Ho3: TN:TP ratios and limiting nutrients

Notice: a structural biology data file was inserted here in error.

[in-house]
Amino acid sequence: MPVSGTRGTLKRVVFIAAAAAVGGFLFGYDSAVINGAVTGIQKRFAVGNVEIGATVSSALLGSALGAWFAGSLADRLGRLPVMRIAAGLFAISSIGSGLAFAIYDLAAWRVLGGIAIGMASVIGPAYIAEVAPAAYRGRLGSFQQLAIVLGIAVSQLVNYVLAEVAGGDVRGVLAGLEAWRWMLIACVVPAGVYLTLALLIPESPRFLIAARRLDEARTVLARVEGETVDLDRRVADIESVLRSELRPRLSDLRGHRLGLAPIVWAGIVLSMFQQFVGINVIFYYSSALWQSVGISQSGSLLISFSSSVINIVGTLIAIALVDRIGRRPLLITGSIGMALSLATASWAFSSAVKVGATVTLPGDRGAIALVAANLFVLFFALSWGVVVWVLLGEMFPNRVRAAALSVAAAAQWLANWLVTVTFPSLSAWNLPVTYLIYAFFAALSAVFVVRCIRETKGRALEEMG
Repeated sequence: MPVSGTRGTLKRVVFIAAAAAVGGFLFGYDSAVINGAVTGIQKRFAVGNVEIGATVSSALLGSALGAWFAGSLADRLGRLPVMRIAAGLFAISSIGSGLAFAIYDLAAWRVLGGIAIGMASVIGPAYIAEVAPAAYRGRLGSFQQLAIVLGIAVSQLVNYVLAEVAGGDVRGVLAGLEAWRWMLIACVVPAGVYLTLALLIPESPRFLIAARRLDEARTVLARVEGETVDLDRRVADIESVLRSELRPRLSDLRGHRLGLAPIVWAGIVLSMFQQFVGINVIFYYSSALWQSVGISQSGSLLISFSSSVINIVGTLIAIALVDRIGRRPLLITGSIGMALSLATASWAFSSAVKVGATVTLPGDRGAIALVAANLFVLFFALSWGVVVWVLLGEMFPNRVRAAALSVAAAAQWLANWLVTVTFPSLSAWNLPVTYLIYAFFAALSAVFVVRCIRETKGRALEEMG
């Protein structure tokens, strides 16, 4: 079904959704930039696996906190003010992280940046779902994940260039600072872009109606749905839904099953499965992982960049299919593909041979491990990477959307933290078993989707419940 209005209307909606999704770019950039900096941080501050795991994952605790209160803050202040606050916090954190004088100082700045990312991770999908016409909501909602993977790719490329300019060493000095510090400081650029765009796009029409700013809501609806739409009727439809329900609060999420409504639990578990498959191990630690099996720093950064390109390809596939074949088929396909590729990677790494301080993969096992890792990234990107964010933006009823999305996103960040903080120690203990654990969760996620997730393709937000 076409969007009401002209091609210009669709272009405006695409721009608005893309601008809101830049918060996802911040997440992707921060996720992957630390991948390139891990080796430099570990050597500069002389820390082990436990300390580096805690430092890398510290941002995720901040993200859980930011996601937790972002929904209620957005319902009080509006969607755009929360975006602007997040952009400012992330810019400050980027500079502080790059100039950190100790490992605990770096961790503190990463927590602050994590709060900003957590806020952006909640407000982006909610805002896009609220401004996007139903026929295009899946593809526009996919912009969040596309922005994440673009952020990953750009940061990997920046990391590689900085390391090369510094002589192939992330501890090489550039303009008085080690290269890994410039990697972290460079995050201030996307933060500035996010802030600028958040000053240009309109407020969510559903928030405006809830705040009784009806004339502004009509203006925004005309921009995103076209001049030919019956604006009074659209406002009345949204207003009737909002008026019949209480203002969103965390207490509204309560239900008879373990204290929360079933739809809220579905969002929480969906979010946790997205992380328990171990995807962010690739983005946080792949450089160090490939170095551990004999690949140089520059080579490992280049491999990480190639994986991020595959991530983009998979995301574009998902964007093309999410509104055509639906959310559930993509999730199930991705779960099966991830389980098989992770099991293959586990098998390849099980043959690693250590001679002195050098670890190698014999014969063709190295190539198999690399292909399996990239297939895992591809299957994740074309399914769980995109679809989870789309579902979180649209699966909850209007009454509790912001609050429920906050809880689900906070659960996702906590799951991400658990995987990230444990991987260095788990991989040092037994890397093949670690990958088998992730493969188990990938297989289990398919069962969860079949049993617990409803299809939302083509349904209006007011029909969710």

The peak in Chl concentration and the annual algal bloom number occurred at a TN:TP ratio of 20:1 to 22:1 for stations located within a few km of stations with a lower ratio that are located at the freshwater end of the watershed (Fig. 9). This peak reveals an elemental constraint on the physiological demands of photoautotrophs (Turner, 2002; Elser et al., 2007). We know that nitrogen is fixed in Lac des Allemands because the TN concentration rises going into the lake as the concentration of TP declines during sedimentation (Fig. 4A, C) and that the TN:TP atomic ratio rises as a result (Fig. 5A). Ren et al. (2009) conducted seasonal phytoplankton nutrient limitation experiments in twelve 10 l mesocosms using natural phytoplankton assemblages from October 2003 to July 2004. Dissolved inorganic nitrogen (N), phosphorus (P), and silicate (Si) were added with different combinations at Redfield ratios. Nitrogen was found to be the sole or primary growth limiting nutrient in all 12 experiments, but N and P co-limitations were found in seven of them and growth limitation by phosphorous was never determined to be the sole limiting nutrient. The relatively high concentration of N or P does not necessarily indicate whether N or P controls growth limitation in these lakes by themself. It appears to also involve nutrient loading ratios.